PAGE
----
Between races, we squeezed under the pop-up tent for some shade, lifting our faces to the occasional breeze.  We chatted and lounged and stretched.  We rehydrated, sipping water, Gatorade and beer.  And we ate — fresh blueberries and cherries, sandwiches from home or Thai food from the stands down the shore, and these energy bars.  Adapted from Jess Thomson’s Nut and Seed Energy Bars, they were a huge hit among my fellow paddlers.

Cherry Pretzel Bars 2

Cherry Pretzel Energy Bars

Prep Time: 2 hours

Cook Time: 15 minutes

Yield: 24 bars

Cherry Pretzel Energy Bars

Adapted from Jess Thomson's Nut and Seed Energy Bars. One of Dan's coworkers told me they taste "just like peanut butter and jelly sandwiches...but better and healthier!" Made almost entirely of whole foods, these bars are the perfect snack for between races or mid-bike ride.

Ingredients

  • 1 cup raw pepitas
  • 1 cup raw sunflower seeds
  • 2 cup raw almonds
  • 1 cup raw peanuts
  • 10 dates, pitted
  • 2 teaspoons arrowroot powder
  • 1/4 cup peanut butter
  • 1 teaspoon sea salt
  • 1/2 cup brown rice syrup
  • 2 tablespoons maple syrup
  • 2 cups pretzels
  • 3/4 cup dried cherries
  • 3/4 cup dried currants

Instructions

  1. Preheat the oven to 400F.
  2. Spread the nuts and seeds out onto a rimmed baking sheet and toast at 400F for 5-7 minutes. If you open the oven and see them beginning to brown and smell their fragrant nuttiness, they are done. Set aside to cool.
  3. Puree the dates in a food processor or blender. They will clump up into one big sticky ball, so stop the processor and break the ball up with a fork. Begin pureeing again so that it smooths out into more of a paste.
  4. Whisk the arrowroot powder, peanut butter, salt and dates in a small bowl.
  5. Bring the brown rice syrup and maple syrup to a boil in a small pot over medium-high heat. Whisk the syrups into the date mixture.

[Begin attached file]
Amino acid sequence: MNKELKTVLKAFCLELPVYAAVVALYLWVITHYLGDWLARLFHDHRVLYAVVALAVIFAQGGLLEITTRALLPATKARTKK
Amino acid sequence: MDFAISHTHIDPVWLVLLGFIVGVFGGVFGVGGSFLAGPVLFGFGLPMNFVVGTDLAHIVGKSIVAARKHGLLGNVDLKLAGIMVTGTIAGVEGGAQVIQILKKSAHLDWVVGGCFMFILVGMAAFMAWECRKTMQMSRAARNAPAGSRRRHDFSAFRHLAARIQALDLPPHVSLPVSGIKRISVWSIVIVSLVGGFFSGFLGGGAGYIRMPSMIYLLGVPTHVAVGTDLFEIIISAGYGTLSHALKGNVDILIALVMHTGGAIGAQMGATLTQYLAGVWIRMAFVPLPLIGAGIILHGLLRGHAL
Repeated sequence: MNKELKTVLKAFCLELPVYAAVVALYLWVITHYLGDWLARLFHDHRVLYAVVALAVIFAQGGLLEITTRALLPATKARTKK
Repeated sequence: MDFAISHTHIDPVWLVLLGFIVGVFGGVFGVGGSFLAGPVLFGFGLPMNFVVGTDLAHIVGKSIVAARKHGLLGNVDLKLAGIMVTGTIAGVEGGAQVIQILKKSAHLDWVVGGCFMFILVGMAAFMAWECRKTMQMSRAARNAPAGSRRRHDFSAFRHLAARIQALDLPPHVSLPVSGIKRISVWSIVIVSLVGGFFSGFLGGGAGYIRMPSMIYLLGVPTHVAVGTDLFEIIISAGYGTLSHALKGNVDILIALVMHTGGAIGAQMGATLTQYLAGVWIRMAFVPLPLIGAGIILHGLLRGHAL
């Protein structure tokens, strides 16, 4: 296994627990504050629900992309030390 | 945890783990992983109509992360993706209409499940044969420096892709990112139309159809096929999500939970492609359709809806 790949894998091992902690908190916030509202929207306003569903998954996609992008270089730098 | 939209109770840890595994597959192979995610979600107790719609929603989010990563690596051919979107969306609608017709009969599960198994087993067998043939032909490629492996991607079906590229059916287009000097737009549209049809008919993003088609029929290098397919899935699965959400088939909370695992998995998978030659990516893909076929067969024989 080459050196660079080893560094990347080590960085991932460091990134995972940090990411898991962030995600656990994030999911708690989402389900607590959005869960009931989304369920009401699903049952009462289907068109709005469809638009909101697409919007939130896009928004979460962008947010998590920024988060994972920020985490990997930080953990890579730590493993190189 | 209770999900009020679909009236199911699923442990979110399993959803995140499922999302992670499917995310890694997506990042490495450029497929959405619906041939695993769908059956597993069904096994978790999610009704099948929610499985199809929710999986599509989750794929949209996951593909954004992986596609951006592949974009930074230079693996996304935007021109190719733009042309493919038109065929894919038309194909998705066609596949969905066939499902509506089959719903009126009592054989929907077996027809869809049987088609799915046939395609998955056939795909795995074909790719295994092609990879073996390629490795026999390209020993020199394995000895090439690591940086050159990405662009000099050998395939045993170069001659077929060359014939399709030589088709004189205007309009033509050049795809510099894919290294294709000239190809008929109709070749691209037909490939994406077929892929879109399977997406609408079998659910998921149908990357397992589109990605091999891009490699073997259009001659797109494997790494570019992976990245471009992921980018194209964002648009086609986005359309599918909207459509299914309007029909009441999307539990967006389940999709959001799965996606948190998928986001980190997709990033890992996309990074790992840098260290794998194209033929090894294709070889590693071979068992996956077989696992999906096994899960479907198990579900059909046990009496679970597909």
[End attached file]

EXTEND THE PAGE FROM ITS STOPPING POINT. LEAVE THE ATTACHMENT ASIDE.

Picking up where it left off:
6. Pour the pretzels into a large mixing bowl and begin crushing them with the bottom of your measuring cup. The largest pieces should be no bigger than the size of a penny. Toss in the toasted nuts and seeds, the cherries and the currants.
  7. Pour the sticky syrup mixture into the bowl with the dry ingredients and gently stir with a wooden spoon until everything is coated. Make sure there are no dry spots left at the bottom of the bowl.
  8. Line a 9x13" baking pan with parchment paper so that it comes up the sides. Scrape the bar ingredients into the pan and even out the layer with your wooden spoon.
  9. Spread another layer of parchment paper over the bars and use the bottom of a measuring cup to press and smooth out the layer underneath.
  10. Weigh down the bars with a heavy pan or book to keep everything pressed together as it cools.
  11. After about an hour, turn the bars out onto the counter and peel off the top layer of parchment paper.
  12. Using a very sharp knife, cut the block into 24 bars. If you have one, a large chef's knife is best, as it makes it easier to make one even cut, without sawing through the bars and making things crumble.
  13. Wrap each bar in parchment paper and store in an airtight container.
http://www.savvyeat.com/cherry-pretzel-energy-bars/

Blood Orange and Dark Chocolate Quick Bread

Choc Orange Bread 2a

Let’s talk happy surprises.

1.  BN.com told me that the books I ordered with my Christmas gift cards weren’t going to ship until the end of the month because one is on back order.  Surprise!  Two of the three arrived yesterday.

2.  I got Dan the 5th season of Dirty Jobs on DVD for Christmas.  Surprise!  Not all of the jobs on the show are cringe-worthy…like the olive oil presser or walnut farmer.